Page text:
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The woman wanted to die before her illness killed her. She finally got her to wish

Martha Sepúlveda Campo.Caracol via Noticias Telemundo

Martha Sepúlveda of Colombia, who had ALS, garnered international headlines when she sought euthanasia without an immediate terminal prognosis.

Martha Sepulveda, 51, got her to wish.

The devout Roman Catholic died by euthanasia in the presence of her family on Saturday morning in a clinic in Medellin, Colombia.

But it was a difficult road for the woman who made headlines when she asked to be allowed to die by euthanasia if she had an immediate terminal prognosis — those expected to live for six months or less — arguing that she did not want to wait for even more pain and difficulties from Amyotrophic Lateral Sclerosis (ALS), also known as Lou Gehrig’s disease, an incurable and degenerative disease.

“God does not want to see me suffer,” Sepúlveda said last fall in a television interview with Colombia’s Caracol network that went viral.

However, the clinic that approved the procedure last October canceled the euthanasia at the last minute just 36 hours before the procedure.

Sepúlveda immediately fought back in the courts, and the judges agreed with her. “Forcing a person to prolong his existence for an indeterminate time, when he does not want to and suffers deep afflictions is equivalent to cruel and inhuman treatment,” the judge stated in his sentence.

Martha was able to choose a new date and time for her dignified death as a result of this decision, and she chose Saturday morning, Jan. 8.

“Martha left grateful to all the people who accompanied and supported her, who prayed for her and had words of love and empathy during these difficult months,” her lawyers, from the Laboratory of Economic, Social and Cultural Rights, said in a statement. 

In defending the right to a dignified death, Sepulveda made history not only in her country but also in the region. The Catholic Church was firmly opposed to her. Her case went beyond borders because she spoke openly about her desire to die and the tranquility she felt like a good Catholic.

Sepúlveda’s attorneys hope her case sets a precedent. “Those who want to exercise and guarantee their right to die with dignity should not be afraid to make it public. Those who exercise their rights should never hide,” Lucas Correa Montoya, from the DescLAB team, told Noticias Telemundo.

Colombia had already taken a significant step forward in the right to a dignified death on Friday, the day before Sepulveda was euthanized. Victor Escobar, a 60-year-old Colombian transporter who had suffered from various health problems for 30 years, was euthanized in a Cali clinic. It was the first procedure of its kind for a non-terminal patient in that country and Latin America.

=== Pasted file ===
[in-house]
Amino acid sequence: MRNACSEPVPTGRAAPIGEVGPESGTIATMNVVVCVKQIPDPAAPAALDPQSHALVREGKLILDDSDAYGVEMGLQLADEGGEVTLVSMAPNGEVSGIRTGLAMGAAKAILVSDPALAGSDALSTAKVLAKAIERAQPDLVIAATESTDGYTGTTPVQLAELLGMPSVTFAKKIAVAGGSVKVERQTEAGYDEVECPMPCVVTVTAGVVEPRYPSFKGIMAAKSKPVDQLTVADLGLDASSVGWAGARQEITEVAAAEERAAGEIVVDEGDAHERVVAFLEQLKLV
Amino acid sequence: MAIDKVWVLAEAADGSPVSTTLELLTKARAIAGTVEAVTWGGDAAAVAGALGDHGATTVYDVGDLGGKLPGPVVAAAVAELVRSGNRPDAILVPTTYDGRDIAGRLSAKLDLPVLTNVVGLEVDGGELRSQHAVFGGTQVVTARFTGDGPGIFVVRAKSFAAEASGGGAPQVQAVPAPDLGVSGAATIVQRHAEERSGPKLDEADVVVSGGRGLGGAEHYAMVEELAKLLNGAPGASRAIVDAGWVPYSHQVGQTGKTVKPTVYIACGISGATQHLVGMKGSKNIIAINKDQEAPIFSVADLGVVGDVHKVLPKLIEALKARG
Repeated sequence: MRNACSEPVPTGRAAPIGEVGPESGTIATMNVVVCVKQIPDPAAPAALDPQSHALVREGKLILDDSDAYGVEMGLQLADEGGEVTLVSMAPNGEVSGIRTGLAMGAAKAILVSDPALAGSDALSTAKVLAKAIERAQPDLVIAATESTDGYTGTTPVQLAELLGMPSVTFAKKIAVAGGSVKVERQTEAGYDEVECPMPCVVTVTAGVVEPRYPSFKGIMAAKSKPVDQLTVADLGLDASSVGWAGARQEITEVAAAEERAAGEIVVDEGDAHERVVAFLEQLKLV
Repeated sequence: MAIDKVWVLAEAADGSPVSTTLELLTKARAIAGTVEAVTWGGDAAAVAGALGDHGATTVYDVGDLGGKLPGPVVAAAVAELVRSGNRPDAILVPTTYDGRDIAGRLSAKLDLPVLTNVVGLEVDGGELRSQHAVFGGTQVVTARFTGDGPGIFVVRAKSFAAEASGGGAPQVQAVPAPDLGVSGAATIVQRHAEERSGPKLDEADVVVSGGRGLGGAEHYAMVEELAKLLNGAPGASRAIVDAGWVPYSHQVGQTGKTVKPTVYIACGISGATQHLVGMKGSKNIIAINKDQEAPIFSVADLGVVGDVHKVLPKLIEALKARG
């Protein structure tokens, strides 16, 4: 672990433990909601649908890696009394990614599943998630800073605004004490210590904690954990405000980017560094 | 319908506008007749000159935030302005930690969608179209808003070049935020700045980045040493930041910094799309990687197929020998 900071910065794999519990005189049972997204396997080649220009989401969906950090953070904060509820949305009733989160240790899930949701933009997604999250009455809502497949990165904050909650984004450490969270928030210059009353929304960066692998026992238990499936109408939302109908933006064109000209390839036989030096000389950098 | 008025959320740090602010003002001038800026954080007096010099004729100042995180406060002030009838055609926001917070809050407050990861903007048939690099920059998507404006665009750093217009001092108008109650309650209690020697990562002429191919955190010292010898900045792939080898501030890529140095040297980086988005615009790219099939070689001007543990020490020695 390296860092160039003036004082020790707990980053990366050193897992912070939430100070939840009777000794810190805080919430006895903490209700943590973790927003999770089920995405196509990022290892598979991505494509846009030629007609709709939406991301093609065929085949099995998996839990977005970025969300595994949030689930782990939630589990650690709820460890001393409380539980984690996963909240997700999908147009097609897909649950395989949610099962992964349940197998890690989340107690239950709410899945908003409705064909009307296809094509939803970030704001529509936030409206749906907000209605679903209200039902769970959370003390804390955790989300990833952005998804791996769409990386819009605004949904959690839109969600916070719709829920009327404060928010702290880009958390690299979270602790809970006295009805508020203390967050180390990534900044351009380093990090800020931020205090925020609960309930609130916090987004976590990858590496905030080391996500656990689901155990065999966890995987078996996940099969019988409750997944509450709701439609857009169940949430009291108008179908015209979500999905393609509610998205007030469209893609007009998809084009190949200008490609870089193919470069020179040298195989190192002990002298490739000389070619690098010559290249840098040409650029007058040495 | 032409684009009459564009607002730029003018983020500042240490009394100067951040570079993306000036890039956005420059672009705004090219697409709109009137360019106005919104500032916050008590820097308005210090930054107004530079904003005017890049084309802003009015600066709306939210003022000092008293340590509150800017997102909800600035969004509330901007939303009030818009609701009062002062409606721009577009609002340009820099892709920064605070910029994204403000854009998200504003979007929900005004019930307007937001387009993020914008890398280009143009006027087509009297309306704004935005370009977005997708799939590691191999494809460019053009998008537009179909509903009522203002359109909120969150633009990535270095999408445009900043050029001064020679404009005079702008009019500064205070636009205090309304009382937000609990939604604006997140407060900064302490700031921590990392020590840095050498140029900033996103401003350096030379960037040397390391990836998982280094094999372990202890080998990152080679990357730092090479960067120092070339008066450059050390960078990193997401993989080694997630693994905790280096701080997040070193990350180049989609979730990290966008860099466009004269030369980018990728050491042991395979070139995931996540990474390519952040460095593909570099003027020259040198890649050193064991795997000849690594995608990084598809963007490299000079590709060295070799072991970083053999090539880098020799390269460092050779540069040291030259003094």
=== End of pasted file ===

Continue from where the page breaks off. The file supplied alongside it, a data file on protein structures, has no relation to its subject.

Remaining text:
A smile that reverberated on many screens

Sepulveda received the news that she was allowed to undergo the procedure with great joy before her scheduled euthanasia last October was abruptly canceled and was shown celebrating with her son on television cameras with a few beers in hand. “Rest is the best thing that can happen,” she said at the time.

Sepulveda was in terrible pain as a result of her incurable disease, which gradually destroys motor neurons, and she could no longer walk or perform personal hygiene without assistance. Some ALS patients live for months or decades, but the majority die within two to five years of being diagnosed.

Sepulveda did not want to wait for that progression and suffering, and he compared God to a “father who does not want to see his children suffer.” The Catholic Church invited her to reflect, and many publicly questioned her in a country where the majority of the population is Catholic.

Her family supported her struggle, highlighting the right of each person to decide and have an independent opinion.

Sparking a legal, medical debate

Colombia decriminalized euthanasia in 1997, making it a global pioneer in the right to die with dignity, but it took decades for health officials to create protocols to regulate the procedure for those with terminal illnesses.

In July of last year, the Constitutional Court expanded the right even further by eliminating the requirement for a terminal illness (a diagnosis of six months or less), the court said, claiming that “it can impose the continuation of life in conditions that the person considers unworthy or humiliating.

That was the chance Martha had been looking for. Four days after the ruling, she requested euthanasia, which was granted on Aug. 6 and scheduled for October before the clinic withdrew the request.

Martha’s denial to receive euthanasia sparked an intense legal and medical debate in Colombia, which appeared to be a complex web of judicial and legal decisions. Who makes the final decision? How is it determined that a person is severely ill?

It was a debate that cut across borders: bills to legalize euthanasia have already been introduced in Chile, Uruguay, and Argentina.

The 20th Civil Court of the Medellín Circuit settled the discussion by responding to the appeal presented by the woman’s lawyers. “The judge recognized that it is up to each person to judge and define what type of suffering he considers unworthy and incompatible with his idea of ​​dignity,” explained Lucas Correa Montoya, Sepúlveda’s lawyer.

“It is not up to doctors or public opinion, or the church, to determine who suffers more or who suffers less,” he said.

“The reaffirmation of my rights at this very complex moment in my life fills me with joy and reaffirms my confidence injustice,” Sepúlveda said in a letter published after the court’s ruling.

This past weekend, her protracted fight ended, on her own terms.

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